Bayside's second volunteer water project under way
Resident gauging interest to bring municipal water to central part of village
Bayside - After the success of a volunteer water project that will bring municipal water to 157 residents in the southwest portion of Bayside, a second effort is under way to gauge the feasibility to bring water to the central part of the village.
Resident Penny Goldman is leading an effort to see how many residents on the roads of North Rexleigh, North King, and parts of North Regent, East Glencoe, North Maitland, East Ellsworth and East Brown Deer Road are interested in connecting to municipal water instead of having well water. This endeavor comes after 157 homes on four water trusts in the southwest section of the village volunteered to convert to municipal water supplied by Mequon Water Utility.
The cost to construct the infrastructure and hookups to municipal water will fall on the property owners who are choosing to connect to it. The village is helping residents in the southwest part of the village through municipal bonds that are unique because only the residents who volunteered are responsible to pay it back, not the village as a whole.
The village is taking a similar role in the new project, assisting Goldman and the neighborhood to determine how much interest there is to see if it is financially viable, Village Manager Andy Pederson said.
Residents in the neighborhoods in question are encouraged to email Goldman at firstname.lastname@example.org to share their opinions on the project, as well as take an online survey at surveymonkey.com/S/PDTQ2P5 that will help evaluate the feasibility of the project.
"Given the overwhelming response - originally thought 50, ended up with 157 properties hooking up - we have more experience now as to facilitating the process to assist with the desire of the community," Pederson said. "The village would be willing to utilize the financing tool we did in the current project. The number of participants and geographic area that makes economical sense is what is being worked on now."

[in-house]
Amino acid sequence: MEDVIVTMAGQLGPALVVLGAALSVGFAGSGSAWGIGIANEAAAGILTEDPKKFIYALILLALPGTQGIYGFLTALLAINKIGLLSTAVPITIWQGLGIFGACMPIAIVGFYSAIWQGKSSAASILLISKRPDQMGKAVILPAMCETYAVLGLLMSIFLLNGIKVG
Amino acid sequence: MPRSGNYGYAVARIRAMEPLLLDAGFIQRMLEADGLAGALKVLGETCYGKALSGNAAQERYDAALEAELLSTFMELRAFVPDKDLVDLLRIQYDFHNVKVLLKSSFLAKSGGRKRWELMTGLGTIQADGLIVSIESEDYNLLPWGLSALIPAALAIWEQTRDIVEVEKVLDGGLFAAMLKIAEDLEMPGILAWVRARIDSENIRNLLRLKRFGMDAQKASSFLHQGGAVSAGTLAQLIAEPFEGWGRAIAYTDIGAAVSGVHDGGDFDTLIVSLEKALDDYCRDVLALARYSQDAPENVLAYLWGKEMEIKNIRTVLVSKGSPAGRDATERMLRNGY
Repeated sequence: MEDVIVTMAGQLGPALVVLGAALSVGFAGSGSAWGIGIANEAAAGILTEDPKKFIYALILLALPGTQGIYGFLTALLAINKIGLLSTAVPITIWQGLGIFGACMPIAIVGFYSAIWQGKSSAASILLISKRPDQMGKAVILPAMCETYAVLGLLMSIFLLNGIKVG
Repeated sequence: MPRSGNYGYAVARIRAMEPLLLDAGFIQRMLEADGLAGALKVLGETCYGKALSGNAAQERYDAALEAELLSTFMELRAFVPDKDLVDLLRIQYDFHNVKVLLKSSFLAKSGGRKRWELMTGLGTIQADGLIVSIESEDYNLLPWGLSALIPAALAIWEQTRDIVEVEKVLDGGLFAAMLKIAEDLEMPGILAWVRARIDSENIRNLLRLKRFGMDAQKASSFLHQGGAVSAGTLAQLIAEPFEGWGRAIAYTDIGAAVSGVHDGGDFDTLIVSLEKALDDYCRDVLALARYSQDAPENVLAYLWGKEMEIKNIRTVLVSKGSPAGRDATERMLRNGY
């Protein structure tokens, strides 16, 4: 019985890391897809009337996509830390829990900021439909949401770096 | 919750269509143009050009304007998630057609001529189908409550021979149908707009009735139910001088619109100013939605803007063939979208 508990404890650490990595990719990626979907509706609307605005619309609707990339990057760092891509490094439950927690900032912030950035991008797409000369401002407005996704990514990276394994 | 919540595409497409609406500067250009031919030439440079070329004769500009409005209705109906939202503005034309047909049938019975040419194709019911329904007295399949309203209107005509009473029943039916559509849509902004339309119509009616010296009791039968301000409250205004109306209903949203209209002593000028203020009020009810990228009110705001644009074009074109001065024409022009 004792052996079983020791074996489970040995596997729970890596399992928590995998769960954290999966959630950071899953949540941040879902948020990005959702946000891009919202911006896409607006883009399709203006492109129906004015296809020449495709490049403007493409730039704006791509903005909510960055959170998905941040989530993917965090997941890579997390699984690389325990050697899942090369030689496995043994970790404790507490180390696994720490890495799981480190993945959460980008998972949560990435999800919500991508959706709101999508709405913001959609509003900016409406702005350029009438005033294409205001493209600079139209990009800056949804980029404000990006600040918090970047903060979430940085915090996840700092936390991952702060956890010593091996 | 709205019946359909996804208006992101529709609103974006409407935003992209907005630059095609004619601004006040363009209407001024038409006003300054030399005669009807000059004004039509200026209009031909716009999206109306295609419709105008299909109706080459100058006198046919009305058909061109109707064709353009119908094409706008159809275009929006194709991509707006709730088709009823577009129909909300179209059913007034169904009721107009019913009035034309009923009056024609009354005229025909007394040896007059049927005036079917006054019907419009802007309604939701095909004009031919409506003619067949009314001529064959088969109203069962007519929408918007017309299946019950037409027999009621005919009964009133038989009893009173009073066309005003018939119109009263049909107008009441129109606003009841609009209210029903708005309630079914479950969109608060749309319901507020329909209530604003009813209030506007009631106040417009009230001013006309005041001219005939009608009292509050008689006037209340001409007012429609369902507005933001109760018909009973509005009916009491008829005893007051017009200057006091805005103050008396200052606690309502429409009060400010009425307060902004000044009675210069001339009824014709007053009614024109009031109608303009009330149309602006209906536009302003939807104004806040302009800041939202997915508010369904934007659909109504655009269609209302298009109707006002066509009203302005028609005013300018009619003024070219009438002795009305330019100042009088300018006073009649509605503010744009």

Goldman has lived in Bayside for 26 years and has wanted municipal water ever since. With mineral deposits rusting her home fixtures and pipes, she said it has been hard to live with water supplied from the well.
Though she said the cost of bringing in municipal water does come with a higher price tag, it is equal to the cost of using water softeners, iron filters and the wear and tear on appliances over the years. However, she said there are people in Bayside who love their well water, which makes the volunteer project a better fit for the community as people have a choice.
"I'm hoping we can get enough people so the village can write another bond to make it more cost effective for people to spread the amount over a longer period of time," Goldman said.
Connecting to municipal water would also allow for fire hydrants to be placed in neighborhoods, which wells do not allow, an added bonus to the project, Goldman said.
Once residential interest is gauged, Goldman said an information session with Mequon Water Utility will be scheduled to discuss feasibility and cost.
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